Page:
But then he made the ‘best decision’ he has made in some time.
“While my overseas stints polished my riding and strengthened my mind, I decided to come home and have never looked back since. I thought long and hard about it – leaving Singapore early wasn’t easy. One fears you are letting people down. But it was a good decision and pretty good timing in the end,” he smiles as he reflects back on a whirlwind four months that has seen him slot seamlessly back into the Mike de Kock set-up.
He says that he thrives in the professional no-nonsense De Kock environment. He tells how he and Mike’s son Mathew get on very well.
“We are obviously closer in age and talk a lot. They are just straight-down-the-line professionals. Honesty is important in a team. I enjoy the way they deal with things and am very fortunate to be in the position I’m in,” he adds maturely.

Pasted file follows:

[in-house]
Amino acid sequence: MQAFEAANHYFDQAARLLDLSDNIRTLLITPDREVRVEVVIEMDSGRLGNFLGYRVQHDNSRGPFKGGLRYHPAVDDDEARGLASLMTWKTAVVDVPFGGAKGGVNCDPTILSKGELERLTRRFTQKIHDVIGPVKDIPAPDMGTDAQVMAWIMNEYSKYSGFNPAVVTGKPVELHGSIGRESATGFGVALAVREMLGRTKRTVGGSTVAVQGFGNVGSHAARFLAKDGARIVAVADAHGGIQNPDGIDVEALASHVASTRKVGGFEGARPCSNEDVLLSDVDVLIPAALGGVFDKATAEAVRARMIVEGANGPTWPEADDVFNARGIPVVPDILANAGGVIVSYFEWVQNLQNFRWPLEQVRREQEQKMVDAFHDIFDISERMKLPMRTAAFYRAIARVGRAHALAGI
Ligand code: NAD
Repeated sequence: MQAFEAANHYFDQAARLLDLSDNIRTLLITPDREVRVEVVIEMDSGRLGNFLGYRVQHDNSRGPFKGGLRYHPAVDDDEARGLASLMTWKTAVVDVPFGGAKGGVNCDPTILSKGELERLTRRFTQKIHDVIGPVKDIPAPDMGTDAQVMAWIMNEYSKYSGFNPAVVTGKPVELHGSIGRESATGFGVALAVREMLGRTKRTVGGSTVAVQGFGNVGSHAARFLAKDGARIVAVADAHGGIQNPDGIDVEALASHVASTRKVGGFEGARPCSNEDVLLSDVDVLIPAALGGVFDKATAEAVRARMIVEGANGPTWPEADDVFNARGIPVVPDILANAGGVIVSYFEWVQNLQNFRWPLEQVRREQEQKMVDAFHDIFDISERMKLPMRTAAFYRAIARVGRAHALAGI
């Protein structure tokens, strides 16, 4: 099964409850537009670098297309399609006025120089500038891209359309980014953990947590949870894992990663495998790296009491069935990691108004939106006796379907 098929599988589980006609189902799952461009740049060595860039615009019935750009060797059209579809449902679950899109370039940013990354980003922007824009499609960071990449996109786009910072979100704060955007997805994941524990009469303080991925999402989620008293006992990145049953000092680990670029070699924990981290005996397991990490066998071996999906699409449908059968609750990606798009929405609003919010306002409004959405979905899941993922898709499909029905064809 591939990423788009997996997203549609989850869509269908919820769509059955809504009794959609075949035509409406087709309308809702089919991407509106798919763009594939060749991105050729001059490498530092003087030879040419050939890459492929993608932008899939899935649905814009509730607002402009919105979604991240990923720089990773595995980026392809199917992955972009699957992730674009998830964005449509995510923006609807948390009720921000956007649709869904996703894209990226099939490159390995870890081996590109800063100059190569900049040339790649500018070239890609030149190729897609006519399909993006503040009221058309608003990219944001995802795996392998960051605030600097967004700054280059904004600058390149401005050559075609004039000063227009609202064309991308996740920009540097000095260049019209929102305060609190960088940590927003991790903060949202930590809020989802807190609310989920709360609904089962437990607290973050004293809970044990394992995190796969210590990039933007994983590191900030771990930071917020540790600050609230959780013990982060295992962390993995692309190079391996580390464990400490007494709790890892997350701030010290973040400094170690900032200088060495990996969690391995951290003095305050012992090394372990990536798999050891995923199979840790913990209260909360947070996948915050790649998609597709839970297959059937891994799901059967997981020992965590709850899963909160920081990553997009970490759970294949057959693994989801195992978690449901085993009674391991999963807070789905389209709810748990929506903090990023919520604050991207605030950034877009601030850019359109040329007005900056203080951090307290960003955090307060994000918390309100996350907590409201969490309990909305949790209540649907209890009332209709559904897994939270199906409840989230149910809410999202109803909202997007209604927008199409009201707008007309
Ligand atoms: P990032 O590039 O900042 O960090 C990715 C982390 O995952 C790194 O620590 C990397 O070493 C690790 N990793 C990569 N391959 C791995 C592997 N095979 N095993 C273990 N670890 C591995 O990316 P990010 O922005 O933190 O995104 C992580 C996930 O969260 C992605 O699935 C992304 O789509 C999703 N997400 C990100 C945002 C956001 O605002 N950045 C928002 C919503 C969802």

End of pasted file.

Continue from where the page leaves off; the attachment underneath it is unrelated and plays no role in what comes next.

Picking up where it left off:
And he has never forgotten that it was the champion outfit that gave him his first ever race ride on 3 November 2013 when the now UK-based Captain Lars finished 5th at Scottsville.
While his first winner was for Charles Laird at his second meeting, when he steered Tennessee Strategy to victory, De Kock provided his maiden Gr1 win aboard Heavenly Blue in the SA Classic on 1 April, 2017.
A few weeks later Callan rode a career-defining Gr1 treble on Champions Day at the age of 20 and just five months into his time as a fully-fledged professional jockey.
He could be up for a few more Gr1 winners on Saturday.